“I believe that the Constitution is clear that the legislative power resides in Congress,” Paul said when he introduced his bill. “The president is not a king and he does not have the power to enact laws then execute his own laws.”
“Our Constitution is being violated by this executive order and other actions by the Obama administration to govern by executive fiat,” he added.
The bill indicated Obama’s action violates Article I, section 8 of the Constitution, which says Congress has the power to “establish an uniform Rule of Naturalization.” It also noted that the Supreme Court has found that immigration rules are “entrusted exclusively to Congress.”
It also implied a violation of Article II of section 3, which says the president must “take Care that the Laws be faithfully executed.”
Obama has said his executive actions are legal because the executive branch has prosecutorial discretion, which allows him some flexibility when it comes to implementing the laws. But Obama’s action could give up to 5 million illegal immigrants protected status in the United States, and allow them to work — Republicans say prosecutorial discretion was never meant to be applied so broadly, across a whole category of people.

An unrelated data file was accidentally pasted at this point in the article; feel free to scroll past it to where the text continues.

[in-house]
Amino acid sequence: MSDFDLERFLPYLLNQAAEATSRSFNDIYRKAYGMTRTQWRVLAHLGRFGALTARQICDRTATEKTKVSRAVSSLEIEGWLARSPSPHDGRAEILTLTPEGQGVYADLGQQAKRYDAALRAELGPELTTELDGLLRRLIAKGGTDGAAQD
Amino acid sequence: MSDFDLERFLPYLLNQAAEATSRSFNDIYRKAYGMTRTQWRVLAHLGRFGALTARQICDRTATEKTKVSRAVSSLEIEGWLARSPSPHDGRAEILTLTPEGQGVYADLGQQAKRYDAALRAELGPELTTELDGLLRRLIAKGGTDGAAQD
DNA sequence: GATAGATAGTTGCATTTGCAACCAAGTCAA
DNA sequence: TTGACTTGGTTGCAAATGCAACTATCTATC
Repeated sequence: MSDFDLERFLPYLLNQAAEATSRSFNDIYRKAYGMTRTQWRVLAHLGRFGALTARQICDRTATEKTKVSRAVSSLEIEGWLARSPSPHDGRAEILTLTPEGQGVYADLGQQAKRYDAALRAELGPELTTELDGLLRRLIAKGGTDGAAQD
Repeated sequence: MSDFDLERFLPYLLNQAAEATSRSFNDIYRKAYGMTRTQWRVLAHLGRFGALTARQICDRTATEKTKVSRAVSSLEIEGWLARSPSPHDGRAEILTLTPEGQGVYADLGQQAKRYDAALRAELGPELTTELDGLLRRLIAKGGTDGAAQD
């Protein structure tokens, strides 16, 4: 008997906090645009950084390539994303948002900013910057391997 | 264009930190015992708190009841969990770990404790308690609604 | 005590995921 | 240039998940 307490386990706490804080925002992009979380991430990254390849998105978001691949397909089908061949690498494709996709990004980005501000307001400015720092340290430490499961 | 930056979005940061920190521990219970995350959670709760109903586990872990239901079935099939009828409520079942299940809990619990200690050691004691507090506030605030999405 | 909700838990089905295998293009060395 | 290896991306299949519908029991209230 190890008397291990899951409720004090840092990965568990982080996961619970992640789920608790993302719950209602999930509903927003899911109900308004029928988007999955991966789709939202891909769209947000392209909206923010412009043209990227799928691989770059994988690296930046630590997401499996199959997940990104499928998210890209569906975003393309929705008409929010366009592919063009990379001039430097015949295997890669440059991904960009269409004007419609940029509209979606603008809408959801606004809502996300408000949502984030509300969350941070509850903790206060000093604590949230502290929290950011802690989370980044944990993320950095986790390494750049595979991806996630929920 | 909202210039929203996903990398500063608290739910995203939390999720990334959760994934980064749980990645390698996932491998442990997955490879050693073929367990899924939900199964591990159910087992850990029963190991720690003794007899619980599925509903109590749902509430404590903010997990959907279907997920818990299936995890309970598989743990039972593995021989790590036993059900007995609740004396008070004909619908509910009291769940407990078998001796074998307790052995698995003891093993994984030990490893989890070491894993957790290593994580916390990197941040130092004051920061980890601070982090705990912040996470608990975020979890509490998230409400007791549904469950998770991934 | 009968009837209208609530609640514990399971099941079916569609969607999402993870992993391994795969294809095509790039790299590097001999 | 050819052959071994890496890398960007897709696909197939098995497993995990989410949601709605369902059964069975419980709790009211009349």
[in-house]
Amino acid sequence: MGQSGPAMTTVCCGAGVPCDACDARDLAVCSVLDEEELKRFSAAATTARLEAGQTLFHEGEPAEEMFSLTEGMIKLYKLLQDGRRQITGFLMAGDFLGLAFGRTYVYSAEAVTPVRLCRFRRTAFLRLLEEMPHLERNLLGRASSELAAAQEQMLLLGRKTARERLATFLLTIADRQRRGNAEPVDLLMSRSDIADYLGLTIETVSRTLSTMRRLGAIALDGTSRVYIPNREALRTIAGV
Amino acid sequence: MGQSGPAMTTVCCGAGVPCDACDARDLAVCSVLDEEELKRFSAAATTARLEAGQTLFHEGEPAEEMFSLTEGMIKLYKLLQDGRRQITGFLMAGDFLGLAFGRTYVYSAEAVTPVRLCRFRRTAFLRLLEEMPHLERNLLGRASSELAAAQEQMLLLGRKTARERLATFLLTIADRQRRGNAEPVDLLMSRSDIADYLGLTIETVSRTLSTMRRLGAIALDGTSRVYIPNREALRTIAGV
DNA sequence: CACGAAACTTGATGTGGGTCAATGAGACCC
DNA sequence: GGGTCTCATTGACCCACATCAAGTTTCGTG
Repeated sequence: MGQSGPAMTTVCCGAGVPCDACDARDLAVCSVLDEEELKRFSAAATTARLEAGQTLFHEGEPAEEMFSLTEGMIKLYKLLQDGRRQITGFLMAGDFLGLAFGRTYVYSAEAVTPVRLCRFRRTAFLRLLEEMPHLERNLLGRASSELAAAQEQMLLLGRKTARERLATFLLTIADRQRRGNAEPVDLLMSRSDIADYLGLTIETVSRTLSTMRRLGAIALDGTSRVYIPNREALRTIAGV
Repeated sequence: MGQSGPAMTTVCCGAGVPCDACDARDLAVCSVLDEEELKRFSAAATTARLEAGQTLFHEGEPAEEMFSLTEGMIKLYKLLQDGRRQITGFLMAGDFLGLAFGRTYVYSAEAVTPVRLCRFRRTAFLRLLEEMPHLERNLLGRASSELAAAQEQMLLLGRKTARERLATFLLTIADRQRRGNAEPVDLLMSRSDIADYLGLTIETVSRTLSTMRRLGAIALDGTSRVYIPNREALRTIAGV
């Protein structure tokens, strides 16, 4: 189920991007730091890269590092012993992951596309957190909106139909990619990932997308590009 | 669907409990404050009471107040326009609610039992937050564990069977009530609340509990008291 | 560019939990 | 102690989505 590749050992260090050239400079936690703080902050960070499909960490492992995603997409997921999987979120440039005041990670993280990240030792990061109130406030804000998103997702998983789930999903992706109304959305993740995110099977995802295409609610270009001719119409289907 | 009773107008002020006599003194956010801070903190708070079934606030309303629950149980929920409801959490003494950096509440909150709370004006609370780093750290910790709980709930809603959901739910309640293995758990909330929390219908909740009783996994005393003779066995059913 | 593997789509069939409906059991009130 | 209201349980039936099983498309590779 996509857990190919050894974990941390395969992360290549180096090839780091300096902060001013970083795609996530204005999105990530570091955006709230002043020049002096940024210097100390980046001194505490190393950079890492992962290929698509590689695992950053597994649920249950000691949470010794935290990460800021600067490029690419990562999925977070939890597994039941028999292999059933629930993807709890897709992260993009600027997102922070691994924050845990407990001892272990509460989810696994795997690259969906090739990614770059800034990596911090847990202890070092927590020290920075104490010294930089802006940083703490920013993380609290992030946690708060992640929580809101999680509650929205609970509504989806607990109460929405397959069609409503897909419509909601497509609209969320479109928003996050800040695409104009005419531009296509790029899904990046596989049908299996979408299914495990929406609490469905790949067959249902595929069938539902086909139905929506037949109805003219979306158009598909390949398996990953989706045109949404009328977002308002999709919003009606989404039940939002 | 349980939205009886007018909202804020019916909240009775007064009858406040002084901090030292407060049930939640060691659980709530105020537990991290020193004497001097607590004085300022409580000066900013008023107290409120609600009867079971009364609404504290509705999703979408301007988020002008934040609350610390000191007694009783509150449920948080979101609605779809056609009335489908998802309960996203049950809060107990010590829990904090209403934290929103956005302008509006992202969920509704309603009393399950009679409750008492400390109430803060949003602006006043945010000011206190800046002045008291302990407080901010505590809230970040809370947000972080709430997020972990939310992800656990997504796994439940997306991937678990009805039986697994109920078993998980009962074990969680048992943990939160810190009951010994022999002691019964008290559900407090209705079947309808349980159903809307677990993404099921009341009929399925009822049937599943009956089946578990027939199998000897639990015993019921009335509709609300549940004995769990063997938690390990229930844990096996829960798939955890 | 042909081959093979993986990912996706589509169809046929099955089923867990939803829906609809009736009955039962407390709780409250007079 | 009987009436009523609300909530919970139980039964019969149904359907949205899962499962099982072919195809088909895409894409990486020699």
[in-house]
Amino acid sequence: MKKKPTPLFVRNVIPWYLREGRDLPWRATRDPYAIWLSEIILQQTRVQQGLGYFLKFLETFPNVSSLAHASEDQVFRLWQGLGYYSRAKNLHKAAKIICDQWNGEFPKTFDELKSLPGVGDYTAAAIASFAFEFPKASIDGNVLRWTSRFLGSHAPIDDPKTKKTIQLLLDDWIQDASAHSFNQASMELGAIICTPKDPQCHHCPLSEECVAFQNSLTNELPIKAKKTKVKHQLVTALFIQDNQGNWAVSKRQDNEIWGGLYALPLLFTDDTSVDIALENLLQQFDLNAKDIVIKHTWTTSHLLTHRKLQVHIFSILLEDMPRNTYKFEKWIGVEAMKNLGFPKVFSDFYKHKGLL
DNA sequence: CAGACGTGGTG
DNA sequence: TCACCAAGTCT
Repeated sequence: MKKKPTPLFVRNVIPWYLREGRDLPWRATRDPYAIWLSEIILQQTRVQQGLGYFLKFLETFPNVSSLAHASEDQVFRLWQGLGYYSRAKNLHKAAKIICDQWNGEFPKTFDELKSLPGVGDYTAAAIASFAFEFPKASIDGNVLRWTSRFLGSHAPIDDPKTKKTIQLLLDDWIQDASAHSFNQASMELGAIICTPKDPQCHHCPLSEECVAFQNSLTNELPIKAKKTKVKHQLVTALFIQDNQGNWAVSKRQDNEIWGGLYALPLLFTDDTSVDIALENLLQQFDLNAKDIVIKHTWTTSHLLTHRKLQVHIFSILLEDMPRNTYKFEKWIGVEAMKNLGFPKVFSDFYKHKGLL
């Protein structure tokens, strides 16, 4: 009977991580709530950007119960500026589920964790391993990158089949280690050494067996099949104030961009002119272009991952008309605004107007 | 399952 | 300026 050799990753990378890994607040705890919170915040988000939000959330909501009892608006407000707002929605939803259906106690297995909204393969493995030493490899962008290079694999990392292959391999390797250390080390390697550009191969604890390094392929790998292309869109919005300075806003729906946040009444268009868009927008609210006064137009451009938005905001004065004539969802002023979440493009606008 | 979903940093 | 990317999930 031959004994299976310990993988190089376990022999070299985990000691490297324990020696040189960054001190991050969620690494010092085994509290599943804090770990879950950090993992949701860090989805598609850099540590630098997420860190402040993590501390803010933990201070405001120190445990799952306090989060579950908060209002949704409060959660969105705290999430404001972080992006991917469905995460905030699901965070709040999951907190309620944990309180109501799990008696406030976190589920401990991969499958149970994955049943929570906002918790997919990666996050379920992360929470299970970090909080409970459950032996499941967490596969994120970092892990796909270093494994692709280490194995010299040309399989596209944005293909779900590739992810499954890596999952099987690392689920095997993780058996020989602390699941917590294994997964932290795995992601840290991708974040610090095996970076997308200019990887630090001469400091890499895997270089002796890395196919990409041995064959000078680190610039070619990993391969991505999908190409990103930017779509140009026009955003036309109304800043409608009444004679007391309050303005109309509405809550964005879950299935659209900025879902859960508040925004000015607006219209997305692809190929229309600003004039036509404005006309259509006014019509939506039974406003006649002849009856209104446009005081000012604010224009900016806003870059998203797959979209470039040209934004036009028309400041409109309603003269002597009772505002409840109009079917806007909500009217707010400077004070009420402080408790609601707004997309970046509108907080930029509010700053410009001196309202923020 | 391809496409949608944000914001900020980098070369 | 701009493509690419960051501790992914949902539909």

“Historically, executive branch officials have legitimately exercised their prosecutorial discretion through their constitutional power over foreign affairs to permit individuals or narrow groups of non-citizens to remain in the United States temporarily due to extraordinary circumstances in their country of origin that pose an imminent threat to the individuals’ life or physical safety,” Paul’s bill stated.
“Prosecutorial discretion generally ought to be applied on a case-by-case basis and not to whole categories of persons,” it said, adding that Obama’s actions are “without any constitutional or statutory basis.”
Paul’s proposal would stop Obama’s order by nullifying any move by the executive branch that exempts broad groups of people from immigration enforcement, including by letting them stay in the country. It would apply to Obama’s action because its effective date would be Nov. 20, when Obama announced his action.